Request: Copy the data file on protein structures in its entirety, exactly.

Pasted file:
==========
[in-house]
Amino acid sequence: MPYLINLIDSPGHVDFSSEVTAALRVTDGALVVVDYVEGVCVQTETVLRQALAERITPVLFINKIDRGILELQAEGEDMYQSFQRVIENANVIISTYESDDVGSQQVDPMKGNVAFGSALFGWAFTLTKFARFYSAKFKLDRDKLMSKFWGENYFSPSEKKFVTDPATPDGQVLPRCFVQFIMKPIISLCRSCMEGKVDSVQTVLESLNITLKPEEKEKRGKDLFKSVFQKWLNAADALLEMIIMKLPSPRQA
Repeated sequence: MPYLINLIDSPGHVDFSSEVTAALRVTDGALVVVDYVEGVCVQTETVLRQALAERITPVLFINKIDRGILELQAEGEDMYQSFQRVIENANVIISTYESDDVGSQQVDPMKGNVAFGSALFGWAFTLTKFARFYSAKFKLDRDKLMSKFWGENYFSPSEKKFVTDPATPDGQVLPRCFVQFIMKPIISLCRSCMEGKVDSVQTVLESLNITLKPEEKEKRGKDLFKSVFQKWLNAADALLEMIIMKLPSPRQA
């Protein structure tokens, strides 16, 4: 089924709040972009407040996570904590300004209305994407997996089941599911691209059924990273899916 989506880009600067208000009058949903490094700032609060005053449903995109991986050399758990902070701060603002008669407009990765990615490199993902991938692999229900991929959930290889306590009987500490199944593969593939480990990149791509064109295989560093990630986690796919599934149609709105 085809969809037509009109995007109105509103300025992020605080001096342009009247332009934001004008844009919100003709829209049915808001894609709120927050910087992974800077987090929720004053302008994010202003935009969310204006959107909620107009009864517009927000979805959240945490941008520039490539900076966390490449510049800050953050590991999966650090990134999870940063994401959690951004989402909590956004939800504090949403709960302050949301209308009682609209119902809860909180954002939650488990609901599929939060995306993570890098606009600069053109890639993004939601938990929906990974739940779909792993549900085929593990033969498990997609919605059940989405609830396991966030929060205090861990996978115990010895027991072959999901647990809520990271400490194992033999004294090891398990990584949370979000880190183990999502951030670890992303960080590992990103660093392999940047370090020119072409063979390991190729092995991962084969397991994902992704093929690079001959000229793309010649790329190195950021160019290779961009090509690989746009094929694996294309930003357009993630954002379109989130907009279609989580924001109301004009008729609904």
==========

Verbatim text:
[in-house]
Amino acid sequence: MPYLINLIDSPGHVDFSSEVTAALRVTDGALVVVDYVEGVCVQTETVLRQALAERITPVLFINKIDRGILELQAEGEDMYQSFQRVIENANVIISTYESDDVGSQQVDPMKGNVAFGSALFGWAFTLTKFARFYSAKFKLDRDKLMSKFWGENYFSPSEKKFVTDPATPDGQVLPRCFVQFIMKPIISLCRSCMEGKVDSVQTVLESLNITLKPEEKEKRGKDLFKSVFQKWLNAADALLEMIIMKLPSPRQA
Repeated sequence: MPYLINLIDSPGHVDFSSEVTAALRVTDGALVVVDYVEGVCVQTETVLRQALAERITPVLFINKIDRGILELQAEGEDMYQSFQRVIENANVIISTYESDDVGSQQVDPMKGNVAFGSALFGWAFTLTKFARFYSAKFKLDRDKLMSKFWGENYFSPSEKKFVTDPATPDGQVLPRCFVQFIMKPIISLCRSCMEGKVDSVQTVLESLNITLKPEEKEKRGKDLFKSVFQKWLNAADALLEMIIMKLPSPRQA
């Protein structure tokens, strides 16, 4: 089924709040972009407040996570904590300004209305994407997996089941599911691209059924990273899916 989506880009600067208000009058949903490094700032609060005053449903995109991986050399758990902070701060603002008669407009990765990615490199993902991938692999229900991929959930290889306590009987500490199944593969593939480990990149791509064109295989560093990630986690796919599934149609709105 085809969809037509009109995007109105509103300025992020605080001096342009009247332009934001004008844009919100003709829209049915808001894609709120927050910087992974800077987090929720004053302008994010202003935009969310204006959107909620107009009864517009927000979805959240945490941008520039490539900076966390490449510049800050953050590991999966650090990134999870940063994401959690951004989402909590956004939800504090949403709960302050949301209308009682609209119902809860909180954002939650488990609901599929939060995306993570890098606009600069053109890639993004939601938990929906990974739940779909792993549900085929593990033969498990997609919605059940989405609830396991966030929060205090861990996978115990010895027991072959999901647990809520990271400490194992033999004294090891398990990584949370979000880190183990999502951030670890992303960080590992990103660093392999940047370090020119072409063979390991190729092995991962084969397991994902992704093929690079001959000229793309010649790329190195950021160019290779961009090509690989746009094929694996294309930003357009993630954002379109989130907009279609989580924001109301004009008729609904």